Sitting in a complete stranger’s car and enjoying the beauty, easiness and convenience of car sharing, we were making our way to what at that time was a quite anonymous city for us, Zaragoza. When the driver and our travel companion for a couple of hours asked us why we were going to Zaragoza, we honestly said we decided to stop by because was on our way from Barcelona to Bilbao. We didn’t have any expectations and we knew very little – close to nothing – about the city which we found out is a nice way to discover what the places have to offer without building up to much in our heads in anticipation.
One of the reasons why we chose Zaragoza instead of any other city in the area was to do with its past and history. In fact this Spanish city was originally a very important Roman city founded and named after one of the biggest Roman emperors, the famous Caesar Augustus. At that time Dale’s interest for Roman history, facts and influence in other countries outside Italy had increased incredibly, so he didn’t want to miss any opportunity to see and learn more about it everywhere we went.
We found ourselves walking around buildings that even thousands years later, were still showing the Roman Emperor influence for their particular architectural style. We enjoyed seeing the archaeological remains of what once had been the roman theater, the thermal baths and other spectacular buildings and churches that didn’t belong to the same era but were equally interesting and stunning. Within a few hours we were already done with all the historical places of interest in Zaragoza so we thought it was time to get lost in other directions and see what else this city could have shown us.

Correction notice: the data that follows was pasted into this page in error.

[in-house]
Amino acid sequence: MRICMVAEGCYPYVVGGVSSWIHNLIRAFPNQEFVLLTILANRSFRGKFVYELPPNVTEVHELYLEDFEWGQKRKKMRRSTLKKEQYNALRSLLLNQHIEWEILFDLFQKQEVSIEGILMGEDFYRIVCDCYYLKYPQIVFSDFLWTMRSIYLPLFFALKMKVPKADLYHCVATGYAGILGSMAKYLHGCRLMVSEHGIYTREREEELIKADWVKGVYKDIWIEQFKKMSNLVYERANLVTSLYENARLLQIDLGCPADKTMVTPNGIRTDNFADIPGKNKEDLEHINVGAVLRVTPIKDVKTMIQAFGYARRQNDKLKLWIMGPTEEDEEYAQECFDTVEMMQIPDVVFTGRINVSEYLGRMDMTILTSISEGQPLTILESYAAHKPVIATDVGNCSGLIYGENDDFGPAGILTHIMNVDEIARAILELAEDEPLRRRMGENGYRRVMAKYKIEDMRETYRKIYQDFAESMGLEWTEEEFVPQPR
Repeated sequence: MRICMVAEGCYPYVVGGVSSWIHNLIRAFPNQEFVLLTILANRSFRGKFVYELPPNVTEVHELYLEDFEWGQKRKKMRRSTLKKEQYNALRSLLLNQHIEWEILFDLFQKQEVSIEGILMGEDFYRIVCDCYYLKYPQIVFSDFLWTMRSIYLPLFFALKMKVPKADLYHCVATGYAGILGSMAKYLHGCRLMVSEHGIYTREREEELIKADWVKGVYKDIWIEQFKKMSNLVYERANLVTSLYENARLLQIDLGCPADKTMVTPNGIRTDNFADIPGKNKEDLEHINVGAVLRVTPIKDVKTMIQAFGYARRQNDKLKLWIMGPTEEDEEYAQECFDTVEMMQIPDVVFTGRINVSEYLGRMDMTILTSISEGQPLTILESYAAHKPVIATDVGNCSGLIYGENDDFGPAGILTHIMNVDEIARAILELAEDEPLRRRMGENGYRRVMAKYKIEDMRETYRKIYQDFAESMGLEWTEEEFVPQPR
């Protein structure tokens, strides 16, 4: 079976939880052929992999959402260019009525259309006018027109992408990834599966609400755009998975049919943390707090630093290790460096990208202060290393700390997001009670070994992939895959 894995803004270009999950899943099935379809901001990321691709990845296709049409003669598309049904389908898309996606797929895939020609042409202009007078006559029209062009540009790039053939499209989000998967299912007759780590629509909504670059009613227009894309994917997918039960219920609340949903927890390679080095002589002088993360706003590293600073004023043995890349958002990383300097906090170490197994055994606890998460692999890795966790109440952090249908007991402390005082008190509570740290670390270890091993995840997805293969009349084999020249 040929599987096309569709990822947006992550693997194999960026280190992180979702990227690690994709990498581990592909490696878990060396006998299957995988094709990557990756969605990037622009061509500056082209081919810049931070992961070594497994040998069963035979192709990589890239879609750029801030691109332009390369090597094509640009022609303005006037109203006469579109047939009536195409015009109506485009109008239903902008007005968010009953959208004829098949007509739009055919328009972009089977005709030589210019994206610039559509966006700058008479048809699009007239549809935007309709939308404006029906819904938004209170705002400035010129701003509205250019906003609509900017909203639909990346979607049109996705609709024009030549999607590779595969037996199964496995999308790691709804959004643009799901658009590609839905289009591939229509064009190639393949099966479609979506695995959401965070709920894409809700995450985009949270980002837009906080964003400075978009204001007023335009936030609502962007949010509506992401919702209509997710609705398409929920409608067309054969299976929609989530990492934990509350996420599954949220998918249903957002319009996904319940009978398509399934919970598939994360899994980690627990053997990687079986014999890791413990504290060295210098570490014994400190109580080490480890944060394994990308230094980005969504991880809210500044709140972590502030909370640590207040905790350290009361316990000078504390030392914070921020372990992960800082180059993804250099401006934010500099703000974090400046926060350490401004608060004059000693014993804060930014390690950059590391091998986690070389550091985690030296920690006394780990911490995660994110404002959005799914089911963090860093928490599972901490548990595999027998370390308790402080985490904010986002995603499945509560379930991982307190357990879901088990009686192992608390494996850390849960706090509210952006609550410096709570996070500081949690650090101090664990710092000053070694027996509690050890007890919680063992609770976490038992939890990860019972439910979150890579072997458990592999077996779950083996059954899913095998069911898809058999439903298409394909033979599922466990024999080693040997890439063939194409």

Bumping Into the Unexpectable
We start to get lost into the side streets of Zaragoza and occasionally we found pieces of street art in awkward locations like on broken walls of a kitchen perhaps that once used to be part of an house not in use anymore and turned into ruins. These sporadic encounters became more frequent and soon we realized we were walking between a little street art paradise. We could even recognize the signature of some famous street art artists like ROA for instance. What a lovely and completely unanticipated surprise!
We became more eager to discover more and more street art that we ended up probably covering all the side streets. We could tell that most of these works were not accidental, we thought some of the street art must have been commissioned, only later we found out the truth.
Walking Into an Open Art Gallery
It was like having déjà vu, it felt just the same as when we were in Grottaglie in Italy. Here in Zaragoza, however, we were admiring the street art done during an International Urban Art Festival called Aslato when a lot of creative activities take place in Zaragoza and the city is flooded with national and international artists busy “transforming” public spaces with the aim at times of recovering spaces left to their own degradation and bringing them back to life with a little bit of creativity. I have to admit that the result of the past editions has been amazing considering the quality of the street art we saw and how it changed what was a common and at times boring corner into something more special and lively. Being a street art lover I enjoying seeing how the artists changed the look of the historic center of Zaragoza without being too invadent (in my opinion) but actually improving its look.
We spent the rest of our time between stopping for coffee every now and then and hunting for every single piece of street art we could possibly find and left Zaragoza with a nice satisfaction feeling that we’d discovered a hidden gem that we would remember not only for its legendary ancient founder Augustus and what he left behind, but also for a nice modern twist that added even more character to the city itself. The only regret we have is that we would have loved to happen to be in Zaragoza when the urban art festival was actually on to watch the street art artists working and creating. Maybe next time, perhaps!